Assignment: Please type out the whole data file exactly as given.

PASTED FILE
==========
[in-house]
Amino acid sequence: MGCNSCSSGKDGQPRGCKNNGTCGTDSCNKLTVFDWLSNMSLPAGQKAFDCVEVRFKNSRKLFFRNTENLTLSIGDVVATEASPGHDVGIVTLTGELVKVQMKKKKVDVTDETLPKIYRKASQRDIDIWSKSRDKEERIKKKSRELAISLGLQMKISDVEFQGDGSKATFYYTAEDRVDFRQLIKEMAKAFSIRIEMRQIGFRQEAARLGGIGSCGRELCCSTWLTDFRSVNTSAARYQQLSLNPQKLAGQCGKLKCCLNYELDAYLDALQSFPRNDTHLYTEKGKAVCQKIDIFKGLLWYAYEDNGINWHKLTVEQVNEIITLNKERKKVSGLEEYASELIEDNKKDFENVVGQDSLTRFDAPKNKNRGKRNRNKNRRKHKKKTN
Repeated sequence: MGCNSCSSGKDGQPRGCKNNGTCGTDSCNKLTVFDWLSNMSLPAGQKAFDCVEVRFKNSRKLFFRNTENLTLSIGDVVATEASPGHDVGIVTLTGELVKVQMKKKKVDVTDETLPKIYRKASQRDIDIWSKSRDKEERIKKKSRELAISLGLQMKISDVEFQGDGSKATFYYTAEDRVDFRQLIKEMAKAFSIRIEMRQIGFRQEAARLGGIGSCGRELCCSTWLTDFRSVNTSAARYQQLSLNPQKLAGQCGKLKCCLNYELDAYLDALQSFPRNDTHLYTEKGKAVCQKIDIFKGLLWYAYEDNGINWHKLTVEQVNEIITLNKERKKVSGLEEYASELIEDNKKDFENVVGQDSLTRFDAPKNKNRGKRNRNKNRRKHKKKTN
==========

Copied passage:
[in-house]
Amino acid sequence: MGCNSCSSGKDGQPRGCKNNGTCGTDSCNKLTVFDWLSNMSLPAGQKAFDCVEVRFKNSRKLFFRNTENLTLSIGDVVATEASPGHDVGIVTLTGELVKVQMKKKKVDVTDETLPKIYRKASQRDIDIWSKSRDKEERIKKKSRELAISLGLQMKISDVEFQGDGSKATFYYTAEDRVDFRQLIKEMAKAFSIRIEMRQIGFRQEAARLGGIGSCGRELCCSTWLTDFRSVNTSAARYQQLSLNPQKLAGQCGKLKCCLNYELDAYLDALQSFPRNDTHLYTEKGKAVCQKIDIFKGLLWYAYEDNGINWHKLTVEQVNEIITLNKERKKVSGLEEYASELIEDNKKDFENVVGQDSLTRFDAPKNKNRGKRNRNKNRRKHKKKTN
Repeated sequence: MGCNSCSSGKDGQPRGCKNNGTCGTDSCNKLTVFDWLSNMSLPAGQKAFDCVEVRFKNSRKLFFRNTENLTLSIGDVVATEASPGHDVGIVTLTGELVKVQMKKKKVDVTDETLPKIYRKASQRDIDIWSKSRDKEERIKKKSRELAISLGLQMKISDVEFQGDGSKATFYYTAEDRVDFRQLIKEMAKAFSIRIEMRQIGFRQEAARLGGIGSCGRELCCSTWLTDFRSVNTSAARYQQLSLNPQKLAGQCGKLKCCLNYELDAYLDALQSFPRNDTHLYTEKGKAVCQKIDIFKGLLWYAYEDNGINWHKLTVEQVNEIITLNKERKKVSGLEEYASELIEDNKKDFENVVGQDSLTRFDAPKNKNRGKRNRNKNRRKHKKKTN